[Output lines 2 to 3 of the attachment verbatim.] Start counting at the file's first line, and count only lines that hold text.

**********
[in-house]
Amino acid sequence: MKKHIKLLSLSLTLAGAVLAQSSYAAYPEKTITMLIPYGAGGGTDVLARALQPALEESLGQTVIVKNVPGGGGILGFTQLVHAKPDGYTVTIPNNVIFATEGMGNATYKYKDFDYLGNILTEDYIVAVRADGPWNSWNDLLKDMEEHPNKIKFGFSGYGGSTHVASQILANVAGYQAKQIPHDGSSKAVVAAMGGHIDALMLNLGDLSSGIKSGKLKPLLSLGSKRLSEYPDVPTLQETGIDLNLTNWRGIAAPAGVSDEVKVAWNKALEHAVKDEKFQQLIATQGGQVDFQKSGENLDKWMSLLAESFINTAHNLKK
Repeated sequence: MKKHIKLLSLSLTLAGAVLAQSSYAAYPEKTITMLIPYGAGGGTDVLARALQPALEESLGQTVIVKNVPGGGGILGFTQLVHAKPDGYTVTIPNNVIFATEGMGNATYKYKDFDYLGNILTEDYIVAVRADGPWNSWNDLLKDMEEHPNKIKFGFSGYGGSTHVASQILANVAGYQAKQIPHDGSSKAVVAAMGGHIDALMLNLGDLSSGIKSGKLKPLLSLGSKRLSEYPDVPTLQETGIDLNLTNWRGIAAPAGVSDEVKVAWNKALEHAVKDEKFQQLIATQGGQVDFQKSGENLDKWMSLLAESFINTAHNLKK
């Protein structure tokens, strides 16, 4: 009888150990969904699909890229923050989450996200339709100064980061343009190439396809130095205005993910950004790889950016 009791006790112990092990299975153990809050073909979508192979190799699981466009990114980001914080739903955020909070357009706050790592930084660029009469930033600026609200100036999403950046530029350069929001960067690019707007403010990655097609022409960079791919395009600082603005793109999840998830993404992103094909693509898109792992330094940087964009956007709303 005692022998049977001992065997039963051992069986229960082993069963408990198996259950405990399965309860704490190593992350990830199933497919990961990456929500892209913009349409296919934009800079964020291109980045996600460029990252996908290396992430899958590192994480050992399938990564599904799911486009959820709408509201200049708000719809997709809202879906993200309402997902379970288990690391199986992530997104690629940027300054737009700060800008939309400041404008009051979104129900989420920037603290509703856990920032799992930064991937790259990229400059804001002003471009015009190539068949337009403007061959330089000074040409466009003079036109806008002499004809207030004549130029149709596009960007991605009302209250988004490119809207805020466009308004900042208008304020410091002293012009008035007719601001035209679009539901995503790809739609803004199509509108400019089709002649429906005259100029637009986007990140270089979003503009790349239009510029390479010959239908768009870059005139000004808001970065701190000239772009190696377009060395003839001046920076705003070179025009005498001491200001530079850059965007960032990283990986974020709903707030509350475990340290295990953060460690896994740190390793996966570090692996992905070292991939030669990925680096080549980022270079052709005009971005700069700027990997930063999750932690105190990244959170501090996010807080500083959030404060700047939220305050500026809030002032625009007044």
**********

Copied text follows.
Amino acid sequence: MKKHIKLLSLSLTLAGAVLAQSSYAAYPEKTITMLIPYGAGGGTDVLARALQPALEESLGQTVIVKNVPGGGGILGFTQLVHAKPDGYTVTIPNNVIFATEGMGNATYKYKDFDYLGNILTEDYIVAVRADGPWNSWNDLLKDMEEHPNKIKFGFSGYGGSTHVASQILANVAGYQAKQIPHDGSSKAVVAAMGGHIDALMLNLGDLSSGIKSGKLKPLLSLGSKRLSEYPDVPTLQETGIDLNLTNWRGIAAPAGVSDEVKVAWNKALEHAVKDEKFQQLIATQGGQVDFQKSGENLDKWMSLLAESFINTAHNLKK
Repeated sequence: MKKHIKLLSLSLTLAGAVLAQSSYAAYPEKTITMLIPYGAGGGTDVLARALQPALEESLGQTVIVKNVPGGGGILGFTQLVHAKPDGYTVTIPNNVIFATEGMGNATYKYKDFDYLGNILTEDYIVAVRADGPWNSWNDLLKDMEEHPNKIKFGFSGYGGSTHVASQILANVAGYQAKQIPHDGSSKAVVAAMGGHIDALMLNLGDLSSGIKSGKLKPLLSLGSKRLSEYPDVPTLQETGIDLNLTNWRGIAAPAGVSDEVKVAWNKALEHAVKDEKFQQLIATQGGQVDFQKSGENLDKWMSLLAESFINTAHNLKK